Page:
O Cover, Where Art Thou? Part II

Credit image: Getbetweenthebookends.blogspot.com/

 In the last post, I briefly touched on bookcover design based on what grabs a reader’s attention. How what we as readers find aesthetically pleasing piques our interest about the book itself. Basically, the bookcover design serves as the gateway to the possible acquisition of the product, the book.

However, what happens when this time around you’re not the reader? After plugging away at your manuscript(s), whether it is fiction, non-fiction, literary fiction or historical fiction , poetry, ect. , your work has been accepted for publication. You are about to become a debut author and with all the marketing, promotion, editing/revision process, all of these are no less important that how you’re going to present your work to the public. What face should you give it?

 If you’re lucky and had been picked up by a large publisher or  one of the big six (Hachette, Macmillan, Penguin Group, HarperCollins, Random House and Simon & Schuster), then you’ll have a wide network of atists/photographers/graphic designers at your disposal to help with the design process. Yet, what if it’s the opposite and the publisher is a small press or you’re self-publishing, where it’s up to you, the author, to provide the cover? Of course, this gives you greater say on what you want for your cover, but where would you even begin?

If you’re looking for a professional designer, a simple Google search or asking an author/writer friend for a referral will be your first step. Or ask your artist/photographer friends if they have any original artwork that you can use as a cover.

Once you’ve found a designer you like, look through their portfolio, their prices and  process, who they’d worked with and confirm that they are reputable. You can also search for free stock photo images as possible covers but make sure to read carefully about any copyrights. Or go toetsy.com or shutterstock.com, etc. and search through their artwork. If you can find one or several artworks (paintings or photographies) that you like, don’t be afraid to contact the artist about the possibility of using it as a cover, ask questions about the fee, whether or not they want a percentage of royalties, copyright rules, etc. Don’t be afraid to negotiate.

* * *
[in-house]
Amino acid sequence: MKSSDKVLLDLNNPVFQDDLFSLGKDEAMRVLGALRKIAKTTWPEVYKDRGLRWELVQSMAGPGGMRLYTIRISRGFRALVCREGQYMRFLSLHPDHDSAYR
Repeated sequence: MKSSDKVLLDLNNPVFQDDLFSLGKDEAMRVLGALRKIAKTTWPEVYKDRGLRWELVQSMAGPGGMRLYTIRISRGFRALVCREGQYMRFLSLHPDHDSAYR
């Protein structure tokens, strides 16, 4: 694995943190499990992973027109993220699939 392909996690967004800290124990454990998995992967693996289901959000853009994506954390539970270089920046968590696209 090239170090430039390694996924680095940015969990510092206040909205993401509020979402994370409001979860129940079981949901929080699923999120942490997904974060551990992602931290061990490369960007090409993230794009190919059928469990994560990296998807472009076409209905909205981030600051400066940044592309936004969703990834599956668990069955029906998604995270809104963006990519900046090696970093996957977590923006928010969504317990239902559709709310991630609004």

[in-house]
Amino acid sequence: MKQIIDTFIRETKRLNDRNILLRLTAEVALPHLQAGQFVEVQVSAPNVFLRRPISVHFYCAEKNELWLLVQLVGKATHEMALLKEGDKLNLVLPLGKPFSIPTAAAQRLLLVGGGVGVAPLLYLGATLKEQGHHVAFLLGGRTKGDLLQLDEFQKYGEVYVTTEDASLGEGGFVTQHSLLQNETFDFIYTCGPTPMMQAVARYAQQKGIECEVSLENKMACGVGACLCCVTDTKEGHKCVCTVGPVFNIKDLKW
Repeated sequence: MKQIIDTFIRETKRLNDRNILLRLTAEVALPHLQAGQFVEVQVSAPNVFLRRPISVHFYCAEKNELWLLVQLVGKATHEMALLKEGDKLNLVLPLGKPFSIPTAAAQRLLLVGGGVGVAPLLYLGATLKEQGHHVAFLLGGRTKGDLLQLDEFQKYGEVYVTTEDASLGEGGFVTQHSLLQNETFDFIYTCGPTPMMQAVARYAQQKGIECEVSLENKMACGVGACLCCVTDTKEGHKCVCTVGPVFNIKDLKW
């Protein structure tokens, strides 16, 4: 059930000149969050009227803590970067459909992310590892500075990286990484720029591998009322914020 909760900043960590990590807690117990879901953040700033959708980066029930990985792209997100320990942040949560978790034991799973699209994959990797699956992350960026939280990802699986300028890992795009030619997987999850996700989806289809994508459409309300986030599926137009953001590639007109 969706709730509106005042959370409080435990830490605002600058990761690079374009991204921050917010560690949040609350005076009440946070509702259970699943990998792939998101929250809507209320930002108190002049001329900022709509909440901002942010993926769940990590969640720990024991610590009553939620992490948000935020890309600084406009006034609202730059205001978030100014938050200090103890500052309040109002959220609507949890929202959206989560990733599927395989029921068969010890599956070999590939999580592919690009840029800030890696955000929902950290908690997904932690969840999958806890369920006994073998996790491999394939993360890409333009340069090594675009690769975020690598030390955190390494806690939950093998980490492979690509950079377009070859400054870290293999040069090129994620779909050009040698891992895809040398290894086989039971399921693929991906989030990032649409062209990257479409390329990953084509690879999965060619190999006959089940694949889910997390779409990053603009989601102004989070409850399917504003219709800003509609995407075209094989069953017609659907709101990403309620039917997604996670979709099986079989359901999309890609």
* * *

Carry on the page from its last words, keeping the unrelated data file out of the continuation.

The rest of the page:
If the negotiation fees are too out of your range, you can either accept that it wasn’t meant to be and begin the search anew or start a Book Cover Kickstarter campaign. If $60,000 can be raised for some potato salad, then funding a project to afford the cover of your dreams is easy peasy.

Whether or not you’re working with a professional, doing it yourself, or self-publishing make sure to have your bases covered. Read Self-Publishing #Fails, an article posted by Joel Friedlander which talks about some of the traps authors have fallen into. PS . They also feature book design templates on the site.

Do you have any bookcover design stories to share? Were they horror stories or the greatest thing since sliced bread? In the end did you love your cover or hate it? Why? What would you have done different?

Tried my hand in designing a cover for Nadia, the Hidden Fire Witch and this was what I ended up with.

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